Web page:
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A Realist : Anton Chekhov

Anton Pavlovich Chekhov (January 29, 1860 - July 15, 1904), who is the Russian play and short story writer, Chekhov, is considered among the greatest writers in history in the short story field. Chekhov, who produced 4 classic works as a playwright, is also known as one of the 3 creative people of early modernism. Chekhov worked as a doctor in most of his literary career. Chekhov has an impact on the realism of his works, which is the effect of what he lived and saw during his work. Chekhov originally wrote articles only for financial gain, but as his artistic ambitions grew, he made formal innovations that affected the evolution of the modern short story. Daily short, funny sketches of modern Russian life under pseudonyms such as "Antoşa Çehonte" and "Dalasiz Adam" to support his family and pay the tuition fees. and wrote vignettes.

With his extraordinary output, he gradually gained a reputation as a satirical historian of Russian street life, writing in 1882 for Osolki (Fagmans), owned by Nikolai Leykin, one of the leading publishers of that time. Chekhov's tone at this stage was heavier than those known for his mature fiction. In 1886, he received an offer to write for Novoye Vremya (the new time), one of the popular newspapers in saint Petersburg, both owned and edited by millionaire capitalist Alexey Suvorin; Chekhov would charge twice as much as Leykin per line and write three times. Soon, in addition to popular interest, Chekhov's literature was beginning to attract interest. Sixty-four-year-old Dmitri Grigorovic, a famous Russian writer at the time, wrote to Chekhov after reading Chekhov's short story "The Hunter": "you have a real talent, this talent keeps you in the front row among the next generation of writers. "He also advised Chekhov to slow down, write little, and focus on literary quality. Chekhov responded to the letter, saying that the letter hit him "like lightning", and "I was writing my stories like reporters penning notes about fires-mechanically, semi-consciously, with no regard for the reader or myself." He made the confession. Grigorovic's advice nevertheless inspired the twenty-six-year-old writer with a more serious, artistic passion. Chekhov won the Pushkin prize for "best literary product of high artistic value" in 1888 for his short story collection at dusk (V Sumerkakh) with a small torpedo by Grigorovic."Remove everything that is not related to the story. If you say a rifle is hanging on the wall in the first section, that weapon should explode in the second or third section. If it is not going to fire, it should not hang there." Stating that his words should not be included in the stories unnecessary details, Chekhov himself followed this rule in his stories. Chekhov, who died at the age of 44 from tuberculosis, continued to write realist works until his death.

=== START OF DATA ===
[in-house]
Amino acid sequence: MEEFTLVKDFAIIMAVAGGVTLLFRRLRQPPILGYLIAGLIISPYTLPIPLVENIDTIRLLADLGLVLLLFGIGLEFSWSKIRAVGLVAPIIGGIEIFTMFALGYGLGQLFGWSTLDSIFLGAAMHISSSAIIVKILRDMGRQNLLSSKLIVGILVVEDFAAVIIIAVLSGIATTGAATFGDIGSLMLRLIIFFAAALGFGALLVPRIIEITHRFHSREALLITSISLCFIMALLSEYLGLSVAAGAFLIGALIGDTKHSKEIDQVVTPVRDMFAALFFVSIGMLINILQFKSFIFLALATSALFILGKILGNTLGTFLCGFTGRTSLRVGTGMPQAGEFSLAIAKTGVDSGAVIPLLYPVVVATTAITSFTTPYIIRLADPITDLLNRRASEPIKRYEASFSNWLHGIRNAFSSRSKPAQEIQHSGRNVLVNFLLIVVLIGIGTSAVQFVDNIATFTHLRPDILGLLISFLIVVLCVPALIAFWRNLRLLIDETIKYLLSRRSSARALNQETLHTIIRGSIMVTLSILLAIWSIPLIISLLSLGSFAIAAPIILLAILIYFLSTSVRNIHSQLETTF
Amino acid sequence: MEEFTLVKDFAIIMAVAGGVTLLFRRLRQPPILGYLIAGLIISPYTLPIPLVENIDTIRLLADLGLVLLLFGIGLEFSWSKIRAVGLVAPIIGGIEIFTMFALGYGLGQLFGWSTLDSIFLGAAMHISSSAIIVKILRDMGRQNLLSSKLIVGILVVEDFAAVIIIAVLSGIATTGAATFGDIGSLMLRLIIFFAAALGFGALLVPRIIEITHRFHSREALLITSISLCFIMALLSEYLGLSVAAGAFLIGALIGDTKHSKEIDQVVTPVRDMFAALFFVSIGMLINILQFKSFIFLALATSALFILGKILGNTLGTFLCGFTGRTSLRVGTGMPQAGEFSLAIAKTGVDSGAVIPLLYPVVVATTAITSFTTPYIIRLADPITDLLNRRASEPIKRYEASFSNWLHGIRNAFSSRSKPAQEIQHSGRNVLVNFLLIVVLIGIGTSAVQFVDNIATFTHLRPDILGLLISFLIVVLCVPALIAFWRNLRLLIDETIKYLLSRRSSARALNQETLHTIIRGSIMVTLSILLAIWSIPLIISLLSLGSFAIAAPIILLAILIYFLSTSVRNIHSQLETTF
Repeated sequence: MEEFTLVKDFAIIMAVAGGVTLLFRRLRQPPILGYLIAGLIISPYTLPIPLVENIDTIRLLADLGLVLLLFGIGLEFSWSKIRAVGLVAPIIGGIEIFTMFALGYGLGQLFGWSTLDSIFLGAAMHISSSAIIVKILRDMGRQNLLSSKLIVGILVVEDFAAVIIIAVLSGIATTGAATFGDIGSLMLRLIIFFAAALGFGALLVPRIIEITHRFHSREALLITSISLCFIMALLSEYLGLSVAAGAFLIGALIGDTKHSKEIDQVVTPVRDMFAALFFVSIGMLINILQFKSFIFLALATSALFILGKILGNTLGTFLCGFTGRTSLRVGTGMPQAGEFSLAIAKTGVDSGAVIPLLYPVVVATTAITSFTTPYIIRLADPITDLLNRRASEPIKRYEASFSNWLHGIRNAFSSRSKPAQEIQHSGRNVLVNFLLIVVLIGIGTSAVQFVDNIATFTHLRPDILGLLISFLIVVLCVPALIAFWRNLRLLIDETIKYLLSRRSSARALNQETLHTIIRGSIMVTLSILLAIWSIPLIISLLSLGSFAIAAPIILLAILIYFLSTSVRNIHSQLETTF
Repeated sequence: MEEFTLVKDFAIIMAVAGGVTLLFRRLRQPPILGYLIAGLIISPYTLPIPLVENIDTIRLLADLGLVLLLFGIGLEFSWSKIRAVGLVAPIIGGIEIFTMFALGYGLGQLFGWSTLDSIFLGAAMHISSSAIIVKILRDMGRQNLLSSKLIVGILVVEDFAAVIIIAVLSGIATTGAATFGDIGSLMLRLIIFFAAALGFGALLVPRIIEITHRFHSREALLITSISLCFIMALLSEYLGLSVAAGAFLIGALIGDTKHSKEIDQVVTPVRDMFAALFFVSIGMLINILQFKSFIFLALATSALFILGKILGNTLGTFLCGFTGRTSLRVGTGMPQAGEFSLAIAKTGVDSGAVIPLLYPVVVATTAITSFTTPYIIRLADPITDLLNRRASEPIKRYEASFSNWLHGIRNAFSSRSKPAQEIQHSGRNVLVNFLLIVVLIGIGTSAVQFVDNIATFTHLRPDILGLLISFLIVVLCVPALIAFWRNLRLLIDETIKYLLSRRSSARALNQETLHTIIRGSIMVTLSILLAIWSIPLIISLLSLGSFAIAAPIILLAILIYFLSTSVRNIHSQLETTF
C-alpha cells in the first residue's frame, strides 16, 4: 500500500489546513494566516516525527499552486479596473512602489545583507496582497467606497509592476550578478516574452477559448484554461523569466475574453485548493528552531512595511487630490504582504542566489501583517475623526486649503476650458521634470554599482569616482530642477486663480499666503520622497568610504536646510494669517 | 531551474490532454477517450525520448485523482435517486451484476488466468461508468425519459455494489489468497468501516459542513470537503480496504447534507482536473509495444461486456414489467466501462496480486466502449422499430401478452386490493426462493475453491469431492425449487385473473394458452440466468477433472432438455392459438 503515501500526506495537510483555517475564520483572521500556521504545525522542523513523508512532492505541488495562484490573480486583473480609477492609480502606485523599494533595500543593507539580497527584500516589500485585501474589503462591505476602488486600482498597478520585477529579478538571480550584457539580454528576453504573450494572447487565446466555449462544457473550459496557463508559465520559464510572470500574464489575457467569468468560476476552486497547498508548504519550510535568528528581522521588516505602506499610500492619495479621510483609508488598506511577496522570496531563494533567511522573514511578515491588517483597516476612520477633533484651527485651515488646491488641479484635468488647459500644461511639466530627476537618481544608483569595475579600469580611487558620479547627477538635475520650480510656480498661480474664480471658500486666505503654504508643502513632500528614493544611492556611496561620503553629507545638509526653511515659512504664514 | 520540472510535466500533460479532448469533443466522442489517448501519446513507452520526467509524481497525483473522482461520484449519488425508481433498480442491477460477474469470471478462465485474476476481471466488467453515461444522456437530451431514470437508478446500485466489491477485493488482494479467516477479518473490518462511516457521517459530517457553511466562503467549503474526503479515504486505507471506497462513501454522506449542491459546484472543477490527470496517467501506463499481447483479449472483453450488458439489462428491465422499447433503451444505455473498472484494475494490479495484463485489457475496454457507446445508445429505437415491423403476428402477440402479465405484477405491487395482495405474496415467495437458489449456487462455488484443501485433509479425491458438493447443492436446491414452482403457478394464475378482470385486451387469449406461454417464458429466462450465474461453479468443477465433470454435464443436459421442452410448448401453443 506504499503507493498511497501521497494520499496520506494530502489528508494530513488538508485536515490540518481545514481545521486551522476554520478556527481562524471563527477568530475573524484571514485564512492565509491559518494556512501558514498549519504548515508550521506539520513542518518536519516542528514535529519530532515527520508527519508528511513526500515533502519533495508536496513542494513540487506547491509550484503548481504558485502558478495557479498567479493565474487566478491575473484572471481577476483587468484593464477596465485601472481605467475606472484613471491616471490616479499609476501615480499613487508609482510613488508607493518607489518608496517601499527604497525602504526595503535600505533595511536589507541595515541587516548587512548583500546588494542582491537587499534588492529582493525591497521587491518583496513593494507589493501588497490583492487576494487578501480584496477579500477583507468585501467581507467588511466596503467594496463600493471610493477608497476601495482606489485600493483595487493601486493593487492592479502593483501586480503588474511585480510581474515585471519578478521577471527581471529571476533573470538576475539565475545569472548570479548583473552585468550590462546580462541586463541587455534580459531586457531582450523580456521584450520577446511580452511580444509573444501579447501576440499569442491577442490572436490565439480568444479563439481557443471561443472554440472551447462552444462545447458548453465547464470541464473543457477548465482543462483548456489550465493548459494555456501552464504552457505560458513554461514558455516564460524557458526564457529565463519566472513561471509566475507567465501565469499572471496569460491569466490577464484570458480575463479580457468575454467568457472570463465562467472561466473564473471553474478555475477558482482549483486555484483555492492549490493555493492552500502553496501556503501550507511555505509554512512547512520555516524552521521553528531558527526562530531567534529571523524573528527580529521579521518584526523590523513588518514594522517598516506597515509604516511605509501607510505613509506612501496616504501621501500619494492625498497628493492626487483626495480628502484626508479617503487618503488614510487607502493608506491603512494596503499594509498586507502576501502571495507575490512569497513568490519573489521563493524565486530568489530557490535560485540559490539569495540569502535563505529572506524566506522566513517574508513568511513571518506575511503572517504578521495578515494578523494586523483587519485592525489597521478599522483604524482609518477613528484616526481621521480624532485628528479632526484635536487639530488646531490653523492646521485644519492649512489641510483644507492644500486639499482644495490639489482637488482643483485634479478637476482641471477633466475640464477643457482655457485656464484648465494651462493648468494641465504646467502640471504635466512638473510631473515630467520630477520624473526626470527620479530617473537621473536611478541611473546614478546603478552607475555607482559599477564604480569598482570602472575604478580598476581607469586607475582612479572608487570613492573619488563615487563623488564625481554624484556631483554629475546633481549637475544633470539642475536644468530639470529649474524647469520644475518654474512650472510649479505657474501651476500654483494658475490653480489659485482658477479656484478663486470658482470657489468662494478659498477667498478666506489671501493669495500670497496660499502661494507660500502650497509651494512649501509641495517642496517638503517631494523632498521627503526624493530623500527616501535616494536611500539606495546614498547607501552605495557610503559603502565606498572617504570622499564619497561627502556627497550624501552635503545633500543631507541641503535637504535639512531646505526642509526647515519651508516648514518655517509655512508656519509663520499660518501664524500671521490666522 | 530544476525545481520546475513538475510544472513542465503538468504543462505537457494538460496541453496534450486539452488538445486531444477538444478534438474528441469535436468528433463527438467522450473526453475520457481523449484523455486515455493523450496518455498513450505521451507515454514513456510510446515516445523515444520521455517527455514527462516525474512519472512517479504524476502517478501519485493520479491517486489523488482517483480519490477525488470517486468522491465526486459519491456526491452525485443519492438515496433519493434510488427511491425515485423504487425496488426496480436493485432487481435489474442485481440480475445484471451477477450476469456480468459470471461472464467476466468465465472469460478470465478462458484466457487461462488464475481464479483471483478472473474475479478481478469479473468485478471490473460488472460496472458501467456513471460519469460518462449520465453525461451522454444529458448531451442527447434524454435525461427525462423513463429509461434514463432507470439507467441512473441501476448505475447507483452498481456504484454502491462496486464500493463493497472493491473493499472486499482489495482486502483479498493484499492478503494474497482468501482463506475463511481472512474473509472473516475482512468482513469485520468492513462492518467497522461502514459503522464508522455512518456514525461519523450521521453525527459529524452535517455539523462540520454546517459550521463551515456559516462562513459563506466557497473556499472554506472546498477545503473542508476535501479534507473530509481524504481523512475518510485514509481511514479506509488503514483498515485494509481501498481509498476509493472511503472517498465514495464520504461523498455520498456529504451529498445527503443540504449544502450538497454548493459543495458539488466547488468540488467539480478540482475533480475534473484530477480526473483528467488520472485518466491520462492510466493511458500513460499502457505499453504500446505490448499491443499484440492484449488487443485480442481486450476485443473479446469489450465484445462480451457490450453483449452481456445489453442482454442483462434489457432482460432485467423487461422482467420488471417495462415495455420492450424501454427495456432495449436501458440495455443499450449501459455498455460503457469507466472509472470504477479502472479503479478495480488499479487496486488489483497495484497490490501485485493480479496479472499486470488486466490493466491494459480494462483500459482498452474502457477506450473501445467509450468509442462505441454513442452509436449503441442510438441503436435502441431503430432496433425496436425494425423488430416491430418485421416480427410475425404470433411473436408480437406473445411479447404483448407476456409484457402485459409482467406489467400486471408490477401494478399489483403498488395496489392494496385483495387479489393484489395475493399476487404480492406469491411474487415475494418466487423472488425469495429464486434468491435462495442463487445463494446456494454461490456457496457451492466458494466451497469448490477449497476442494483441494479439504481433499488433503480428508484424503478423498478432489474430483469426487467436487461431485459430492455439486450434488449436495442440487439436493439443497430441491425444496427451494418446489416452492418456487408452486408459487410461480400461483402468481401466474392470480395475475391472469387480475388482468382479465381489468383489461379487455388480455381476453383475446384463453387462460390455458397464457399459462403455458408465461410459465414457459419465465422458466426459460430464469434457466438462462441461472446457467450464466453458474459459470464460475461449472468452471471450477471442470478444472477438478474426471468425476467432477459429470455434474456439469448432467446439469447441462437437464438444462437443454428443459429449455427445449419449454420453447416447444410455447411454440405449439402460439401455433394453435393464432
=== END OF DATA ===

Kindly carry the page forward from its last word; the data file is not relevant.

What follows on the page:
Buried in his cemetery, Chekhov is still considered one of the greatest writers of Russian literature today.

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